Feminist Playwright’s Festival Addresses Social Stereotypes

Feminist+Playwright%27s+Festival+Addresses+Social+Stereotypes

Collins' stage hosted Women's Empowerment's Feminist Plawright's Festival this weekend, along with "The Laramie Project"
Collins’ stage hosted Women’s Empowerment’s Feminist Plawright’s Festival this weekend, along with “The Laramie Project.” Ram Archives

By Amanda Giglio

As Sunday was International Women’s Day, it seems fitting that Women’s Empowerment’s Feminist Playwright’s Festival was this past weekend. Consisting of three one act plays, each written, directed and performed by Fordham students, the plays all had to do with gender, sexuality and racial issues in a feminist context. Each play brought a different topic of discussion to the front, giving variety to the show.

“Rough All Around,” written and directed by Joshua Ramos, FCRH ’15, was the first play on the stage and looked at intertwining gender and racial stereotypes in present-day NYC. It focused on Alex, played by Mateo Millership, GSB ‘17, who is a minority student experiencing racial bias that parallels gender bias experiences many women face. “Rough All Around” brings to light the daily occurrences that could take place in a city, with scenes that are all too familiar for some. While this play was well-thought-out and, without sound equipment, the students were able to project their voices well, the storyline was dragged out a bit.

The next play was a collection of four monologues, called “Fault Lines,” written and directed by Rachel Dougherty, FCRH ’15. Each monologue described a different experience with gender-based violence. Niara Walden, FCRH ’17, played Charlie, a gender-queer person who describes the daily routine of picking out an outfit and trying to take up as little space as possible. Jamie, a gay man played by Max Beyer, FCRH ’16, details the experience of being sexually assaulted, and in similar fashion the other monologue, performed by Rachel Sternlicht, FCRH ‘17, describes being sexually assaulted by an intimate partner. The last monologue, performed by Elle Crane, FCRH ‘17, focuses on a woman being street-harassed. All four monologues describe the individual experiences of people, but culminate with a focus on the absurdity and commonness of victim-blaming. This play was by far the most chilling and thought-provoking of them all, beautifully performed and written.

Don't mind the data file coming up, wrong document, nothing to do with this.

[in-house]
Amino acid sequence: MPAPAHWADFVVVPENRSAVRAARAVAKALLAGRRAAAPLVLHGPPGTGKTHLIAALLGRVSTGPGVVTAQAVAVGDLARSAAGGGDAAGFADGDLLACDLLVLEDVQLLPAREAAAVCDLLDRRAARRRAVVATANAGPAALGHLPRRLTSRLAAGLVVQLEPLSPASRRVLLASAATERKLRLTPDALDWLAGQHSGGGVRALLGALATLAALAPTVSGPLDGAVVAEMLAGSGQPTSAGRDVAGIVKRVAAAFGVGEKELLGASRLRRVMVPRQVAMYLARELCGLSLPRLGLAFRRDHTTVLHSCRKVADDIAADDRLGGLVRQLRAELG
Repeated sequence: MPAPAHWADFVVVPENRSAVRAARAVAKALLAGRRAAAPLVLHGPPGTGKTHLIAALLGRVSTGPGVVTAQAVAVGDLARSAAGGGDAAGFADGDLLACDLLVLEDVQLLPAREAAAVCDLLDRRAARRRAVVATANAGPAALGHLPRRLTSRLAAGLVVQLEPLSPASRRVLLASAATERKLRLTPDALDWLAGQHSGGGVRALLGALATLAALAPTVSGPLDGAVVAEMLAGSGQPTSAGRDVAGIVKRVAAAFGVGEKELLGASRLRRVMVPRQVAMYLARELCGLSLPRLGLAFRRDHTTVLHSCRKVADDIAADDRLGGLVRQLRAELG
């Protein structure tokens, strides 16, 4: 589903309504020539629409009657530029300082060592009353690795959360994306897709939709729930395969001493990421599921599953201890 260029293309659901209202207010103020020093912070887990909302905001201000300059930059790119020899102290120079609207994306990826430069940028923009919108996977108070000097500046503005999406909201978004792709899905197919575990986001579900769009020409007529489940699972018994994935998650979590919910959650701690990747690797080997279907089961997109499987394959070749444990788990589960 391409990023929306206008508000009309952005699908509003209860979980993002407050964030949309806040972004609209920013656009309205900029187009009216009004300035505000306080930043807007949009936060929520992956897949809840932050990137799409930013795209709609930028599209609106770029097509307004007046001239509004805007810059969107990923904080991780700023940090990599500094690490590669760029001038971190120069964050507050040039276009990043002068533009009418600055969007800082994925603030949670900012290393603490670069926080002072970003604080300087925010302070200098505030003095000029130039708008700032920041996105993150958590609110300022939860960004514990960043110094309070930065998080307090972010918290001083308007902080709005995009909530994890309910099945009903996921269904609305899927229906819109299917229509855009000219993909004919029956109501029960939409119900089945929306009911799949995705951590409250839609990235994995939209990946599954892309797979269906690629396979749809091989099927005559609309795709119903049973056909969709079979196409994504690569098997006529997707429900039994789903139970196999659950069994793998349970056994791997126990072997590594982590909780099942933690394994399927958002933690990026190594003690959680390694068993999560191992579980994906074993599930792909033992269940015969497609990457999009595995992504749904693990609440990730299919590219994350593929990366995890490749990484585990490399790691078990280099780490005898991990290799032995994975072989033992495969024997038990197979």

The last play was the most comical and equally thought-provoking. “Dogma Style,” written and directed by Katherine Lichtenfels, FCRH ’17, and Molly Carney, FCRH ’18, is about a group of high school students on a Catholic school retreat to learn about sexuality. Over the course of the play the students come to personal realizations on their own sexuality and views on relationships that challenge the church. Full of sexual puns (that were painfully obvious, but who does not like puns?) and laughs, “Dogma Style” was a great way to end the show. Nicole Chiuchiolo, FCRH ’17, made the strongest impression with her character Sam’s giant outbursts and forwardness about relationships and sex that countered the Catholic teacher’s teaching of abstinence. The only downfalls of the play were its long speeches and the redundancy of the moral of the show.

Genevieve McNamara, FCRH ’17, and Eilís Russell, FCRH ’15, the student producers and coordinators of this event, did a great job of showcasing feminist plays that showed the reality of gender, sexual and racial stereotypes and violence. Women’s Empowerment put on a show that taught important lessons and was enjoyable to watch.